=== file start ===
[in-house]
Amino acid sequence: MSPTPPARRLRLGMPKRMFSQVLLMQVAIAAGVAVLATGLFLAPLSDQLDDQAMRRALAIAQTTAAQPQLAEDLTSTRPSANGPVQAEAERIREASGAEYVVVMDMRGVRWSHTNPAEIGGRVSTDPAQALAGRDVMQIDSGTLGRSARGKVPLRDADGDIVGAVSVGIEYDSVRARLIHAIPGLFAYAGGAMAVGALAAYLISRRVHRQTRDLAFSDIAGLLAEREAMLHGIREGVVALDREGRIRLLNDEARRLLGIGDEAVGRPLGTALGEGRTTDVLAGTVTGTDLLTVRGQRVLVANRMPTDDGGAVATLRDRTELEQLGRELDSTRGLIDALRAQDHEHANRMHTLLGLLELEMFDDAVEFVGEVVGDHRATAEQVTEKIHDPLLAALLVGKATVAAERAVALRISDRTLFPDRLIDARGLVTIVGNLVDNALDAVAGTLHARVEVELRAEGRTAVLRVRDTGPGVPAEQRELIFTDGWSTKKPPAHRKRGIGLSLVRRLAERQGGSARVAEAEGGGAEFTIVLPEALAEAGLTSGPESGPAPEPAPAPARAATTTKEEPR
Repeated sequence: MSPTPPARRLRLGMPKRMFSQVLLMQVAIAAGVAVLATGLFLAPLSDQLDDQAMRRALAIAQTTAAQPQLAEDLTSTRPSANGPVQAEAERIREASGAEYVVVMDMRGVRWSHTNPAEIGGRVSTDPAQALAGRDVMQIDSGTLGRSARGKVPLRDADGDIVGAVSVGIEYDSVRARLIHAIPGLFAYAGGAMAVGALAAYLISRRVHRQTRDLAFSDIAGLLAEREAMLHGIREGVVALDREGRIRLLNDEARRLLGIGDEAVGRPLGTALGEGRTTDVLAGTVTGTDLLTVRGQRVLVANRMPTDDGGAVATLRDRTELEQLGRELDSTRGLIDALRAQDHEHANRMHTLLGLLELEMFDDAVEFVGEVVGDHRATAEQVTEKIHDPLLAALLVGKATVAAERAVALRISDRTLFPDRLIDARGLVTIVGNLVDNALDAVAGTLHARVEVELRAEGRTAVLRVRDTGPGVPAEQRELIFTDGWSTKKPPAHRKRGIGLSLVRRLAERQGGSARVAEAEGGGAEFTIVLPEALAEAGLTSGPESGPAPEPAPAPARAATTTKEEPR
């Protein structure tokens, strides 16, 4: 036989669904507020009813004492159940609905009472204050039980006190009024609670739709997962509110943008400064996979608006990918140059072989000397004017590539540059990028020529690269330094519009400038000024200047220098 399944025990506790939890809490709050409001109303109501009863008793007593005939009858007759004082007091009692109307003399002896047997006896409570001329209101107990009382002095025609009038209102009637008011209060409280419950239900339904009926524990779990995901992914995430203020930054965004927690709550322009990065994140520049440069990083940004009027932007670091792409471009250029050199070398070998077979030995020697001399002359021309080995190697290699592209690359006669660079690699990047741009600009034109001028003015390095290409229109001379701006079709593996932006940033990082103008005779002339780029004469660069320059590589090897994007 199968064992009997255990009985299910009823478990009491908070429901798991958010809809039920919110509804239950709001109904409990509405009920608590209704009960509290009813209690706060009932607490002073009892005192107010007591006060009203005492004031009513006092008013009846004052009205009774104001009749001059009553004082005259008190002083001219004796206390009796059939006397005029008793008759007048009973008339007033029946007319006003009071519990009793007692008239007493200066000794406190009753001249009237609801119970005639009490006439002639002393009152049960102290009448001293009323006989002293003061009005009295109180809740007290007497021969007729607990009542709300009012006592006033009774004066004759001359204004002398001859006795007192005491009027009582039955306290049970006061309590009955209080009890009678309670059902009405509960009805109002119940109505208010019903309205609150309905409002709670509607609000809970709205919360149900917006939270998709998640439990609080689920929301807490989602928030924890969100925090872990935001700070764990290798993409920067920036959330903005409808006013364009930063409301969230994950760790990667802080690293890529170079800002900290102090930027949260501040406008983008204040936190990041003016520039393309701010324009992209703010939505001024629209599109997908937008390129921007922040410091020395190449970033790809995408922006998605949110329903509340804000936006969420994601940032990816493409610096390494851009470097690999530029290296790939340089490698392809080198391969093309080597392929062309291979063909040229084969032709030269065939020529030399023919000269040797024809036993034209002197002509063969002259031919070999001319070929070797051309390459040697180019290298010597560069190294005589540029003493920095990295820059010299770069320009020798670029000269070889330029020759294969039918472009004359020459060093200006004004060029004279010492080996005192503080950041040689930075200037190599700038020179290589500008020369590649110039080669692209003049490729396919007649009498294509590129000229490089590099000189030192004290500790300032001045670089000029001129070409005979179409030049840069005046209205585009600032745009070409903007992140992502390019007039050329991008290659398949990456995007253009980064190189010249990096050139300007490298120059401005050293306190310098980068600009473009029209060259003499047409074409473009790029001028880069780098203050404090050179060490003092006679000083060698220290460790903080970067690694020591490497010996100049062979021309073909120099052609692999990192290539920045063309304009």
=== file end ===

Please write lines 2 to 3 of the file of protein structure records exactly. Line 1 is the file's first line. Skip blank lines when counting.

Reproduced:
Amino acid sequence: MSPTPPARRLRLGMPKRMFSQVLLMQVAIAAGVAVLATGLFLAPLSDQLDDQAMRRALAIAQTTAAQPQLAEDLTSTRPSANGPVQAEAERIREASGAEYVVVMDMRGVRWSHTNPAEIGGRVSTDPAQALAGRDVMQIDSGTLGRSARGKVPLRDADGDIVGAVSVGIEYDSVRARLIHAIPGLFAYAGGAMAVGALAAYLISRRVHRQTRDLAFSDIAGLLAEREAMLHGIREGVVALDREGRIRLLNDEARRLLGIGDEAVGRPLGTALGEGRTTDVLAGTVTGTDLLTVRGQRVLVANRMPTDDGGAVATLRDRTELEQLGRELDSTRGLIDALRAQDHEHANRMHTLLGLLELEMFDDAVEFVGEVVGDHRATAEQVTEKIHDPLLAALLVGKATVAAERAVALRISDRTLFPDRLIDARGLVTIVGNLVDNALDAVAGTLHARVEVELRAEGRTAVLRVRDTGPGVPAEQRELIFTDGWSTKKPPAHRKRGIGLSLVRRLAERQGGSARVAEAEGGGAEFTIVLPEALAEAGLTSGPESGPAPEPAPAPARAATTTKEEPR
Repeated sequence: MSPTPPARRLRLGMPKRMFSQVLLMQVAIAAGVAVLATGLFLAPLSDQLDDQAMRRALAIAQTTAAQPQLAEDLTSTRPSANGPVQAEAERIREASGAEYVVVMDMRGVRWSHTNPAEIGGRVSTDPAQALAGRDVMQIDSGTLGRSARGKVPLRDADGDIVGAVSVGIEYDSVRARLIHAIPGLFAYAGGAMAVGALAAYLISRRVHRQTRDLAFSDIAGLLAEREAMLHGIREGVVALDREGRIRLLNDEARRLLGIGDEAVGRPLGTALGEGRTTDVLAGTVTGTDLLTVRGQRVLVANRMPTDDGGAVATLRDRTELEQLGRELDSTRGLIDALRAQDHEHANRMHTLLGLLELEMFDDAVEFVGEVVGDHRATAEQVTEKIHDPLLAALLVGKATVAAERAVALRISDRTLFPDRLIDARGLVTIVGNLVDNALDAVAGTLHARVEVELRAEGRTAVLRVRDTGPGVPAEQRELIFTDGWSTKKPPAHRKRGIGLSLVRRLAERQGGSARVAEAEGGGAEFTIVLPEALAEAGLTSGPESGPAPEPAPAPARAATTTKEEPR